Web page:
In Part I of this article series I discuss the theme of Housing Crisis as depicted by the British prophetic fiction series Years and Years, examining its predictive significance in relation to the wider ramifications of the Russia-Ukraine War, specifically those of direct concern to British society.
British Housing Crisis
In Britain (perhaps even more so than in Europe), the most immediate and striking development of the Russia-Ukraine War was the appeals and then arrangements for the mass asylum of Ukrainian refugees, which transpired even faster and more fervently than I had anticipated (as mentioned in my previous article: Russia-Ukraine & ‘Years and Years’: Prophecy Rising). Of particular interest here concerning this ongoing development – and testament to the gung-ho humanitarianism at its basis – is the quickly-emerged subplot of volunteer refugee housing, whereby the portrayal of British citizens’ eagerness to welcome Ukrainian refugees into their homes at no cost is heavily featured in the news. Soon enough, the Media’s theme of the Public’s generosity was converted into an official Government policy of subsidized sponsorship: the “‘Homes for Ukraine’ scheme” (launched on March 14th).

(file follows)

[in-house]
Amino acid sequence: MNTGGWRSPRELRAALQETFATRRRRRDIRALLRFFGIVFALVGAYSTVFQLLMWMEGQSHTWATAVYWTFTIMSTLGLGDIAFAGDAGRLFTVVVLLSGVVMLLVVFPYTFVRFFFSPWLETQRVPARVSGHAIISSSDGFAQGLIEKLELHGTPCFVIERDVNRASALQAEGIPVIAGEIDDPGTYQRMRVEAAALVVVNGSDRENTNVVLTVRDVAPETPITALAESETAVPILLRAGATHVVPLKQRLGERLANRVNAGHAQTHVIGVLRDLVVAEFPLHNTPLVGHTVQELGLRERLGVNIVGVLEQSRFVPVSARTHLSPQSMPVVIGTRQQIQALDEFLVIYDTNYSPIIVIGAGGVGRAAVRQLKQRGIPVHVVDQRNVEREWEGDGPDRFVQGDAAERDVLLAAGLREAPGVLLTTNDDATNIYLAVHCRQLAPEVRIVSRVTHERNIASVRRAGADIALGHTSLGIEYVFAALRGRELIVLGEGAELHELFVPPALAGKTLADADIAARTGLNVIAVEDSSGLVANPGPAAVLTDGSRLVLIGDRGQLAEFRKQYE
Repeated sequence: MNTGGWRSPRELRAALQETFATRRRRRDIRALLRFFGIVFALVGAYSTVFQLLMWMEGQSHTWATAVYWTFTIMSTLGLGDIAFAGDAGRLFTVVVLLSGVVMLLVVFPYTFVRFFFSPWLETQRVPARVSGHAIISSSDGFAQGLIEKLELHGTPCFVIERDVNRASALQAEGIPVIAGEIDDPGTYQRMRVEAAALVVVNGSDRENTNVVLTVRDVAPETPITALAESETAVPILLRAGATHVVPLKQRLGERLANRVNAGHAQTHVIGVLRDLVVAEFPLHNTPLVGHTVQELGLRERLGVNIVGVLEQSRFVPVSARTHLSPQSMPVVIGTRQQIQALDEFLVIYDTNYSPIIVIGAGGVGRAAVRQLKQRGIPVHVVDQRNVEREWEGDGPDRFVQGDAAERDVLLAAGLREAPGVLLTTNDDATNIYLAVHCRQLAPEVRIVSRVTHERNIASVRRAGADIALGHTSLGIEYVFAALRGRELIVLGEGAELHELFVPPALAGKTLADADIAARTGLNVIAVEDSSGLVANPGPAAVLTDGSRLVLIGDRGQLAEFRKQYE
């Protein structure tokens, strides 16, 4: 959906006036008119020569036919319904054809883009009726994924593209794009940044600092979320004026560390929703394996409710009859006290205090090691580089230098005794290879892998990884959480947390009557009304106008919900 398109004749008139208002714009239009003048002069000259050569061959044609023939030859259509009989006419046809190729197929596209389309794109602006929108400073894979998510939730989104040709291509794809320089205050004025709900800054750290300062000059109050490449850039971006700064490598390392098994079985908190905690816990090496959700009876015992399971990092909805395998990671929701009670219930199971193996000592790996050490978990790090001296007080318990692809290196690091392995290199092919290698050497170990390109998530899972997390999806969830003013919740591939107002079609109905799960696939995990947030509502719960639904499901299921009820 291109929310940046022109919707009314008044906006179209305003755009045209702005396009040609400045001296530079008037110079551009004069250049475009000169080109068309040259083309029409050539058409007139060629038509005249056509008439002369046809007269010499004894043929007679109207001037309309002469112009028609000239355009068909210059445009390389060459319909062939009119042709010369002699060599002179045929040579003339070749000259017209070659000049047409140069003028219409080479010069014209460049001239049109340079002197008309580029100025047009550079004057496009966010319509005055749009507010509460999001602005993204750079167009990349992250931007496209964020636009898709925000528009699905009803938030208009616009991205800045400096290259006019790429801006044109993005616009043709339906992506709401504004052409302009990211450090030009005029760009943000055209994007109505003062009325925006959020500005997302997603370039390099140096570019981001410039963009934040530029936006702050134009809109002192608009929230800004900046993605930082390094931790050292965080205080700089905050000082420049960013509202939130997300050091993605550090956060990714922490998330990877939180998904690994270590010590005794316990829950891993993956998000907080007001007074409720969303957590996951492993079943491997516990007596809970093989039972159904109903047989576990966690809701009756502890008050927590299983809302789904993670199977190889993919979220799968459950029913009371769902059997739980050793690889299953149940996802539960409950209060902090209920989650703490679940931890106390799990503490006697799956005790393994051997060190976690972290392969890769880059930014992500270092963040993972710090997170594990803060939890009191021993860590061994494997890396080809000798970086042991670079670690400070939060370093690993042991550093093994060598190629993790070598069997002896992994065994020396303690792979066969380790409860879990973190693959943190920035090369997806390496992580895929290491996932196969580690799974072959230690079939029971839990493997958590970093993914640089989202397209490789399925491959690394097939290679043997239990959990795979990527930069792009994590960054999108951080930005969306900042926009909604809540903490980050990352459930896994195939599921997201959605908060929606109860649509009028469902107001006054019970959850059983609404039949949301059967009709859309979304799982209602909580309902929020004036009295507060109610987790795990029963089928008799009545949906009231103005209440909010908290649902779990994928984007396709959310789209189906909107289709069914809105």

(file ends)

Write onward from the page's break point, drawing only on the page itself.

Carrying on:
A follow-up on four predictions from the prophetic fiction series ‘Years and Years’ most relevant to the wider ramifications of the Russia-Ukraine War; beginning an article series expanding on this significant yet overlooked topic.
The Russia-Ukraine War and the Prophetic Fiction ‘Years and Years’ began by examining the prophetic content and praxis of the 2019 BBC mini-series Years and Years, so as to highlight the general cultural significance of this televised fiction. From this context I identified four specific predictions (sections linked below) made by the series that are most pertinent to the manifestation of the present war and its most likely ramifications: